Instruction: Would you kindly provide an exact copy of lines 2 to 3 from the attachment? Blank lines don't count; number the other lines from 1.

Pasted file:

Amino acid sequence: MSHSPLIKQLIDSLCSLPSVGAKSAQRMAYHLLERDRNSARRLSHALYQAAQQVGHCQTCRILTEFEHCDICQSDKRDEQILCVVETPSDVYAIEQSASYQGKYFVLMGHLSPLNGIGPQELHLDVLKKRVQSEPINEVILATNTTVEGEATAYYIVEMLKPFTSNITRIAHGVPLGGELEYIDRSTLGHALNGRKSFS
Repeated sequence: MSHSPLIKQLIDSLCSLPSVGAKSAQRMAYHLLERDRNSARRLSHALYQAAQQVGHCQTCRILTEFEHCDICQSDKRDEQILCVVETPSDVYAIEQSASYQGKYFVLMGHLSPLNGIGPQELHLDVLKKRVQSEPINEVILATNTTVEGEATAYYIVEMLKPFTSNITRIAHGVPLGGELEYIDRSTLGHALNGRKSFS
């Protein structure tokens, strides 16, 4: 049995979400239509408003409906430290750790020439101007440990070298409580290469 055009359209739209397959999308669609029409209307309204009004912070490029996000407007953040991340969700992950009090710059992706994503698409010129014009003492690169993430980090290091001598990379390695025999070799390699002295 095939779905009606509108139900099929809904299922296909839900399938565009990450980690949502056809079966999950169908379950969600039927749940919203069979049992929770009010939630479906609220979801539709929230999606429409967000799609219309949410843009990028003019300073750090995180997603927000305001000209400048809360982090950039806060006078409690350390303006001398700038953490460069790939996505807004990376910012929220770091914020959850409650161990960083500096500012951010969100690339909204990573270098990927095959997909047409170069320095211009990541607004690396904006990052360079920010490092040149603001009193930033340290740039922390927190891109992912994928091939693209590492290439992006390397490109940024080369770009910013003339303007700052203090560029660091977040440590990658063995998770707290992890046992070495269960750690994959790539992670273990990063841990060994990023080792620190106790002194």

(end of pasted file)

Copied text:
Repeated sequence: MSHSPLIKQLIDSLCSLPSVGAKSAQRMAYHLLERDRNSARRLSHALYQAAQQVGHCQTCRILTEFEHCDICQSDKRDEQILCVVETPSDVYAIEQSASYQGKYFVLMGHLSPLNGIGPQELHLDVLKKRVQSEPINEVILATNTTVEGEATAYYIVEMLKPFTSNITRIAHGVPLGGELEYIDRSTLGHALNGRKSFS
């Protein structure tokens, strides 16, 4: 049995979400239509408003409906430290750790020439101007440990070298409580290469 055009359209739209397959999308669609029409209307309204009004912070490029996000407007953040991340969700992950009090710059992706994503698409010129014009003492690169993430980090290091001598990379390695025999070799390699002295 095939779905009606509108139900099929809904299922296909839900399938565009990450980690949502056809079966999950169908379950969600039927749940919203069979049992929770009010939630479906609220979801539709929230999606429409967000799609219309949410843009990028003019300073750090995180997603927000305001000209400048809360982090950039806060006078409690350390303006001398700038953490460069790939996505807004990376910012929220770091914020959850409650161990960083500096500012951010969100690339909204990573270098990927095959997909047409170069320095211009990541607004690396904006990052360079920010490092040149603001009193930033340290740039922390927190891109992912994928091939693209590492290439992006390397490109940024080369770009910013003339303007700052203090560029660091977040440590990658063995998770707290992890046992070495269960750690994959790539992670273990990063841990060994990023080792620190106790002194």